My 2nd Skyscraper Scratchbuild - DONE!

I've been waiting to close the book on this building for a long time.  I started working on this building last summer.  Initial progress was good, but after I got the LED's wired up, something about the building didn't look right, so it sat in the form below for about 6 months.  Background on my basic approach for this building was covered in an earlier post here if you're interested.
I looked at real high-rise office buildings where I live for inspiration.  What finally occurred to me, and the piece of the puzzle that I could not figure out, was the 'top' of the building...what to do?  I finally decided that I needed a relatively large 'top' for this building, and that some sort of corporate logo would be necessary.  I fiddled around with trying to cut some letters into the sintra I used for the top, but it never looked right.  I ended up cutting a rectangular hole and filling it with a piece of clear acrylic with 3 laser-printed logo's on clear transparency paper.  Tah-dah!  The "Sony" building is born!

The ground floor has always been basically the same....a fast food 'taco' joint, a pharmacy, and the building lobby, but the actual entrance went through about 4 different changes....the first version had doors that were over-sized for N Scale (I measured...but not very carefully!), decals that didn't stick right or look good, etc...  Its still not perfect, but it is N Scale, so I'm about 160x away from worrying about that!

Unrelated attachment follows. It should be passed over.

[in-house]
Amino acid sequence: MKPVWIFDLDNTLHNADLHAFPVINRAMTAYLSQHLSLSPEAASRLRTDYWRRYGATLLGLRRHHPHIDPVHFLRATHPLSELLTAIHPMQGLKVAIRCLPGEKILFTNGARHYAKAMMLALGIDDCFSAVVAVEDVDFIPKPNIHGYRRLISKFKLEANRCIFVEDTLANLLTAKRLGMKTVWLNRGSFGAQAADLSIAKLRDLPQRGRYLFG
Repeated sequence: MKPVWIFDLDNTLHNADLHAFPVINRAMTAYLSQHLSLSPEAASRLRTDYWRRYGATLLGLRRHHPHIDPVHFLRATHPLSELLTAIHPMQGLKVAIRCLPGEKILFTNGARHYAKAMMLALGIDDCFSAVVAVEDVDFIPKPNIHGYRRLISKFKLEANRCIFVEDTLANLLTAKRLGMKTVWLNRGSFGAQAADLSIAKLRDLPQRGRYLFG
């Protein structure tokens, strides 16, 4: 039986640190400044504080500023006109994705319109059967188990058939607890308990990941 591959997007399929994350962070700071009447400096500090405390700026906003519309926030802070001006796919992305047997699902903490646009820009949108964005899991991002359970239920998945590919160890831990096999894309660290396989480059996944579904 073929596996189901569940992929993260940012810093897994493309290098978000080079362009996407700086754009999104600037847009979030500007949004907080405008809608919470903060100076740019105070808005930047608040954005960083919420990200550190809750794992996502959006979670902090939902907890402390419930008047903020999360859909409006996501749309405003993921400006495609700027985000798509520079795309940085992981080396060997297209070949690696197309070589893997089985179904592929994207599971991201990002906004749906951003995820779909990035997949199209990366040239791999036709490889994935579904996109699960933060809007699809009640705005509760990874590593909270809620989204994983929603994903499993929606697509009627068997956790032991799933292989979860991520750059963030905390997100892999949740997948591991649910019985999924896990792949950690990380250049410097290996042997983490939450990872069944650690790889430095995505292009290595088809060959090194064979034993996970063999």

The final piece for the ground floor, and a somewhat common feature on office buildings around here, was the 'glass' covering over the front of the building for pedestrians, etc.... 
Overall, I'm satisfied...I think mostly because its finally done!  What's neat is that my 'tall' buildings are really starting to accumulate and I'm finally getting to the point where this is going to feel like a real city!


A New Station - Combining Kato with Vollmer

The main railway station on Quinntopia has, since any of the 'little plastic people' can remember, been the Kato Overhead Station.  Its an ideal station of course, as it takes up little room in the crowded downtown area of the city but yet still provides access to the two lines that serve the inner city.

However, the little plastic people of Quinntopia had some issues.  For one, they didn't like climbing all those steps to get to the station, and then have to go down a bunch of steps to get to the train.  Is it too much to ask for an escalator-or an elevator?  My response has always been that if its good enough for Kato (and, presumably, Japan), then it should be good enough for Quinntopia.

Another complaint the LPP ("Little Plastic People" from now on) have about the station was that they think that a modern, well-lit, central-city station should have something more of a grand entrance?  My response has always been that art deco rail palaces are so 20th Century. And what's wrong with that really long stairway anyway?

Ultimately, I had to agree that the LPP had a point (which is one of the reasons its so hard to glue them down, another topic....), and that I really needed to do something about the downtown station.  Then I came across this:
It's a Vollmer 7510.  A modern train station (which is an oxymoron in the United States) from Germany that is now out of production.   I really liked the glass walls, the modern architecture, and in my own imagination, I could visualize the incorporation of this building with its large, welcoming entry/lobby, second-story offices, with the Kato Overhead Station. 

So that's what I did.  I had to completely disassemble the 7510, and gave just about everything a new coat of paint.  This meant that the Kato station needed a similar paint job; so they both went under the brush (or spray can to be more accurate). 

From the street side, a new entrance with lots of light, and large lobby and (in my pretend world) and elevator to wisk the weary travelers to the overhead concourse: